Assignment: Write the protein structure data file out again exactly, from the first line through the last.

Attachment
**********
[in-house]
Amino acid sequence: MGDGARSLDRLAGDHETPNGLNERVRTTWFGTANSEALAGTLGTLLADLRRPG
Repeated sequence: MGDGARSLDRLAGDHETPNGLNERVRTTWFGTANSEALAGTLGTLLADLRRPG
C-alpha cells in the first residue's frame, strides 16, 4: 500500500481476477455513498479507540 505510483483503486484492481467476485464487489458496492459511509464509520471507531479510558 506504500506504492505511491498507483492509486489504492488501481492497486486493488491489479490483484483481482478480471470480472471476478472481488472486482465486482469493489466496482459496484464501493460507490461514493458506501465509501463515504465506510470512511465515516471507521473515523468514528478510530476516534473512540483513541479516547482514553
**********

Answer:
[in-house]
Amino acid sequence: MGDGARSLDRLAGDHETPNGLNERVRTTWFGTANSEALAGTLGTLLADLRRPG
Repeated sequence: MGDGARSLDRLAGDHETPNGLNERVRTTWFGTANSEALAGTLGTLLADLRRPG
C-alpha cells in the first residue's frame, strides 16, 4: 500500500481476477455513498479507540 505510483483503486484492481467476485464487489458496492459511509464509520471507531479510558 506504500506504492505511491498507483492509486489504492488501481492497486486493488491489479490483484483481482478480471470480472471476478472481488472486482465486482469493489466496482459496484464501493460507490461514493458506501465509501463515504465506510470512511465515516471507521473515523468514528478510530476516534473512540483513541479516547482514553